When stepping off West 5th Avenue and into the dimly-lit, exquisitely decorated Beaumont Studios, you could easily mistake “Re-Mind: An evening of art, music, and readings” as just another busy evening of music and art in Vancouver’s trendy Mount Pleasant neighbourhood. And in most ways, that was exactly what it was.

Featuring music, art, and readings created by local Vancouver artists, the venue was packed with friends, family, and social media groupies within the first hour. An observer stumbling into the festivities would never guess that every artist showcased that evening had something in common: each struggle with schizophrenia, psychosis, or serious mental illness in their lives.

This was the driving idea behind “Re-Mind: An evening of art, music, and readings.” This celebration of the artistic accomplishments of individuals living with psychosis, schizophrenia and other severe and persistent mental illnesses is designed to break down the stigma associated with these disorders. “Re-Mind” was a free, all-ages event that took place as part of BC Schizophrenia Society’s recognition of National Psychosis and Schizophrenia Awareness Day.

This is the third year that BCSS has hosted this event, and every year, participants and attendees leave more inspired and full of hope. One artist has revealed that it wasn’t until her parents came to this event two years ago that they began to see that they weren’t alone and didn’t need to be ashamed of her mental illness. After attending “Re-Mind,” she and her parents became closer and were able to talk about her mental illness and how it has affected them all.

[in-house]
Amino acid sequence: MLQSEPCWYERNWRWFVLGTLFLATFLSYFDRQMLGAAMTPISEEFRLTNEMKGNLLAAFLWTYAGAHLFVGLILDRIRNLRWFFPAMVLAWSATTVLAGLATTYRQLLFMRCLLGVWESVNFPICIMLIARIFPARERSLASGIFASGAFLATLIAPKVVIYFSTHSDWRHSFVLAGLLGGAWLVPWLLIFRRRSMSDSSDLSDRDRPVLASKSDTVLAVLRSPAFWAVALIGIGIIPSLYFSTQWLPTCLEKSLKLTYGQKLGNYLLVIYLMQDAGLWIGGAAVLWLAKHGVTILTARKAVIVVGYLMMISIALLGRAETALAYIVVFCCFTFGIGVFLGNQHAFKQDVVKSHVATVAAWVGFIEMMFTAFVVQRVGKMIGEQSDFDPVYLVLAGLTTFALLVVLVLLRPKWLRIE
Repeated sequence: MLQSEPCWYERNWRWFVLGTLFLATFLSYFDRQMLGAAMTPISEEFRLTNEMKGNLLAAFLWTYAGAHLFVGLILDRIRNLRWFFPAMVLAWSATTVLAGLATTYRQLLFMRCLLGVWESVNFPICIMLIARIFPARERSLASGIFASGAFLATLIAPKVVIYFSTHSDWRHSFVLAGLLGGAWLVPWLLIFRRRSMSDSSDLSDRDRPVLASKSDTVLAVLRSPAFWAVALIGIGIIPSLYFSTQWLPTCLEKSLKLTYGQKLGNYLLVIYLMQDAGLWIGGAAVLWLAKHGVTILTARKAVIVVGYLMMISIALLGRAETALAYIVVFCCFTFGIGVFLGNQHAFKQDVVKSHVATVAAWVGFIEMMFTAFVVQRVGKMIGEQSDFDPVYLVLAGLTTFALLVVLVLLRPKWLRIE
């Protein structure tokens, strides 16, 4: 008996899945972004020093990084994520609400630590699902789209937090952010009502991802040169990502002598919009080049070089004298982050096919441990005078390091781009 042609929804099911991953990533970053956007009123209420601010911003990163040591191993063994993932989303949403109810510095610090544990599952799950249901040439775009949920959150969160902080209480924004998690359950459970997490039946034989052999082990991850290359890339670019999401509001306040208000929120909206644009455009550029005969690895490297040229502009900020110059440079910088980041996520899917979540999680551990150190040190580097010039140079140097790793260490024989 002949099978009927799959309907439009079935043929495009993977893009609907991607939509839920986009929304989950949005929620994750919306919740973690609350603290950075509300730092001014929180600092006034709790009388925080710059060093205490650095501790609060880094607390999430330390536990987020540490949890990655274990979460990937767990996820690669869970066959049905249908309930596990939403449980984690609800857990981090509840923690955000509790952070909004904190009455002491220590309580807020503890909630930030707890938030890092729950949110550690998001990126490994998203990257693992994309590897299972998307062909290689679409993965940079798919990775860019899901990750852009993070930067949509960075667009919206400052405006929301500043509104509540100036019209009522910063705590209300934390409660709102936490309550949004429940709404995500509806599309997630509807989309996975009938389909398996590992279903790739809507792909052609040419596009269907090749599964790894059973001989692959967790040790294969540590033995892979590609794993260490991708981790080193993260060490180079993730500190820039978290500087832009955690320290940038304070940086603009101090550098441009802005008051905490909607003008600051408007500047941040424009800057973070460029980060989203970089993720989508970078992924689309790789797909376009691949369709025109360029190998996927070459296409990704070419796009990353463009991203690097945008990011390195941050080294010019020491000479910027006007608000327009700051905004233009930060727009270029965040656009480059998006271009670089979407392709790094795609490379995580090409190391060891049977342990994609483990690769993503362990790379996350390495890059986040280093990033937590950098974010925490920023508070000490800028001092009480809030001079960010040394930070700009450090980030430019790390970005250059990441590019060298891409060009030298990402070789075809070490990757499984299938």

This year, approximately 150 attendees were greeted by keen volunteers who handed out programs, helped guests sign in, and gave out BC Schizophrenia Society t-shirts, bags, and USB bracelets. Inside the venue, purple decorations shared wall space with incredible works by visual artists Jujube Jacinto, Bryn Genelle Ditmars, Paul Goldsby, Nina Aldewood, Sandra Yuen Mackay, and Trish Cox. Tying it all together was a huge green backdrop with gold letters that spelled out the hashtag #schizophreniaawareness, standing ready for photobugs and selfie enthusiasts.


Local Indie singer Charlie Kerr took to the stage to kick off the night’s performances with a solo set inspired by his journey through mental illness. As his larger-than-life voice took over the room, his lyrics clearly resonated with audience members who nodded their heads along to poignant moments. Then, Courage to Come Back Award winner Erin Emiru gave the audience a closer look at a schizophrenia patient’s journey with a reading from her book When Quietness Came: A Neuroscientist’s Personal Journey with Schizophrenia.

The audience then had the opportunity to ask Charlie and Erin questions in a short Q&A, giving even the most inquisitive of people the chance to get their questions on mental illness answered.

To end the night, Charlie Kerr again took the stage, this time accompanied by his equally and exceptionally talented Hotel Mira bandmates, to sing radio hits familiar to many. Kerr and Hotel Mira were exploding with energy and soon had everyone, including a 12-year-old fan and a retired parent, on their feet and bouncing to the addictive beats.


A huge thanks to our volunteers and our sponsor Otsuka-Lundbeck Alliance for making this possible.